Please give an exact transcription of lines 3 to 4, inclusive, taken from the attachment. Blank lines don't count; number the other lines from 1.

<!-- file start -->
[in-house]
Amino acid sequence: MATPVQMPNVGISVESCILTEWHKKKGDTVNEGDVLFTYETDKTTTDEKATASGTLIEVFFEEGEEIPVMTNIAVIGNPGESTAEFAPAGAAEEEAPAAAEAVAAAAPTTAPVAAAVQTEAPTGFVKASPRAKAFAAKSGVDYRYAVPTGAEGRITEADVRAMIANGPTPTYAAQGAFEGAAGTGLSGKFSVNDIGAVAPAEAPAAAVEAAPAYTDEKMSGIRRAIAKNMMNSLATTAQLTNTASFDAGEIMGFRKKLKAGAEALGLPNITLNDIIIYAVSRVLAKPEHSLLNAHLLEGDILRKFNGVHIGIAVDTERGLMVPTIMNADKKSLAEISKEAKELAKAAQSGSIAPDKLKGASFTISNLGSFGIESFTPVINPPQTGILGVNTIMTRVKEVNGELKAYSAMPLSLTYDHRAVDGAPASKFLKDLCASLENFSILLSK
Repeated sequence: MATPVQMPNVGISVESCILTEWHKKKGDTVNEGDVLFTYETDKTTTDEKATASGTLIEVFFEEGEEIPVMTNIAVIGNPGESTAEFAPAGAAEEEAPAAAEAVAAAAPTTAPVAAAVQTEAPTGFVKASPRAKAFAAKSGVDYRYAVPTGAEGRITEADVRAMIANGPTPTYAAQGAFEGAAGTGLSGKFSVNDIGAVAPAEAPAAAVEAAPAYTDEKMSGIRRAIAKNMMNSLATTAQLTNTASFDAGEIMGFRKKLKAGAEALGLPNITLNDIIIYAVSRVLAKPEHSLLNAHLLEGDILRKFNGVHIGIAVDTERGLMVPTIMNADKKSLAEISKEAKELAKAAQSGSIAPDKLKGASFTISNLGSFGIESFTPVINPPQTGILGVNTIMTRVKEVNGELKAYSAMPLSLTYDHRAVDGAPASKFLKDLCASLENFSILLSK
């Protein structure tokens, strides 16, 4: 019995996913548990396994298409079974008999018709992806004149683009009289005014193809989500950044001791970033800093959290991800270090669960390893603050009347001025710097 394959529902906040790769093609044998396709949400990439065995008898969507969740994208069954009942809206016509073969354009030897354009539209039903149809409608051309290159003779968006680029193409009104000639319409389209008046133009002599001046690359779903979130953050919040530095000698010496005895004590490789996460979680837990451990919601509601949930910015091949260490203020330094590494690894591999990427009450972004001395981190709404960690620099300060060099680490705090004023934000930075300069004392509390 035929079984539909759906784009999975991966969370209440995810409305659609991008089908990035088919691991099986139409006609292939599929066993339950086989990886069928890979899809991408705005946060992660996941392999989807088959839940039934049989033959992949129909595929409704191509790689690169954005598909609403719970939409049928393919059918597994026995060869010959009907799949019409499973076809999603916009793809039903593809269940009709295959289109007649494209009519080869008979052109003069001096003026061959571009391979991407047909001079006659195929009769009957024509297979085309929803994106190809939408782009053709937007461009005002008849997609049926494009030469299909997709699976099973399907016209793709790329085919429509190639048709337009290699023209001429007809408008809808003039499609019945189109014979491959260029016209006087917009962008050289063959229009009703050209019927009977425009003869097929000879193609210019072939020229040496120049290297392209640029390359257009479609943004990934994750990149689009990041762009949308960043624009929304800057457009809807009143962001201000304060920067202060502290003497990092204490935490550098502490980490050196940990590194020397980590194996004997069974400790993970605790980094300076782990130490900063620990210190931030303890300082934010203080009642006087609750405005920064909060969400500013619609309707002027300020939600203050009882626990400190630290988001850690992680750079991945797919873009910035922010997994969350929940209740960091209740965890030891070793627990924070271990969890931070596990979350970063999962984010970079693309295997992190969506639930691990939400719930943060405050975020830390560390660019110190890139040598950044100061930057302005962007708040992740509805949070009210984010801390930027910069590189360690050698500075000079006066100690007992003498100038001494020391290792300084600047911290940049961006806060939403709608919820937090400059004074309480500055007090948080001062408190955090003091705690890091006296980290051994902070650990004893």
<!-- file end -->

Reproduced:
Repeated sequence: MATPVQMPNVGISVESCILTEWHKKKGDTVNEGDVLFTYETDKTTTDEKATASGTLIEVFFEEGEEIPVMTNIAVIGNPGESTAEFAPAGAAEEEAPAAAEAVAAAAPTTAPVAAAVQTEAPTGFVKASPRAKAFAAKSGVDYRYAVPTGAEGRITEADVRAMIANGPTPTYAAQGAFEGAAGTGLSGKFSVNDIGAVAPAEAPAAAVEAAPAYTDEKMSGIRRAIAKNMMNSLATTAQLTNTASFDAGEIMGFRKKLKAGAEALGLPNITLNDIIIYAVSRVLAKPEHSLLNAHLLEGDILRKFNGVHIGIAVDTERGLMVPTIMNADKKSLAEISKEAKELAKAAQSGSIAPDKLKGASFTISNLGSFGIESFTPVINPPQTGILGVNTIMTRVKEVNGELKAYSAMPLSLTYDHRAVDGAPASKFLKDLCASLENFSILLSK
């Protein structure tokens, strides 16, 4: 019995996913548990396994298409079974008999018709992806004149683009009289005014193809989500950044001791970033800093959290991800270090669960390893603050009347001025710097 394959529902906040790769093609044998396709949400990439065995008898969507969740994208069954009942809206016509073969354009030897354009539209039903149809409608051309290159003779968006680029193409009104000639319409389209008046133009002599001046690359779903979130953050919040530095000698010496005895004590490789996460979680837990451990919601509601949930910015091949260490203020330094590494690894591999990427009450972004001395981190709404960690620099300060060099680490705090004023934000930075300069004392509390 035929079984539909759906784009999975991966969370209440995810409305659609991008089908990035088919691991099986139409006609292939599929066993339950086989990886069928890979899809991408705005946060992660996941392999989807088959839940039934049989033959992949129909595929409704191509790689690169954005598909609403719970939409049928393919059918597994026995060869010959009907799949019409499973076809999603916009793809039903593809269940009709295959289109007649494209009519080869008979052109003069001096003026061959571009391979991407047909001079006659195929009769009957024509297979085309929803994106190809939408782009053709937007461009005002008849997609049926494009030469299909997709699976099973399907016209793709790329085919429509190639048709337009290699023209001429007809408008809808003039499609019945189109014979491959260029016209006087917009962008050289063959229009009703050209019927009977425009003869097929000879193609210019072939020229040496120049290297392209640029390359257009479609943004990934994750990149689009990041762009949308960043624009929304800057457009809807009143962001201000304060920067202060502290003497990092204490935490550098502490980490050196940990590194020397980590194996004997069974400790993970605790980094300076782990130490900063620990210190931030303890300082934010203080009642006087609750405005920064909060969400500013619609309707002027300020939600203050009882626990400190630290988001850690992680750079991945797919873009910035922010997994969350929940209740960091209740965890030891070793627990924070271990969890931070596990979350970063999962984010970079693309295997992190969506639930691990939400719930943060405050975020830390560390660019110190890139040598950044100061930057302005962007708040992740509805949070009210984010801390930027910069590189360690050698500075000079006066100690007992003498100038001494020391290792300084600047911290940049961006806060939403709608919820937090400059004074309480500055007090948080001062408190955090003091705690890091006296980290051994902070650990004893």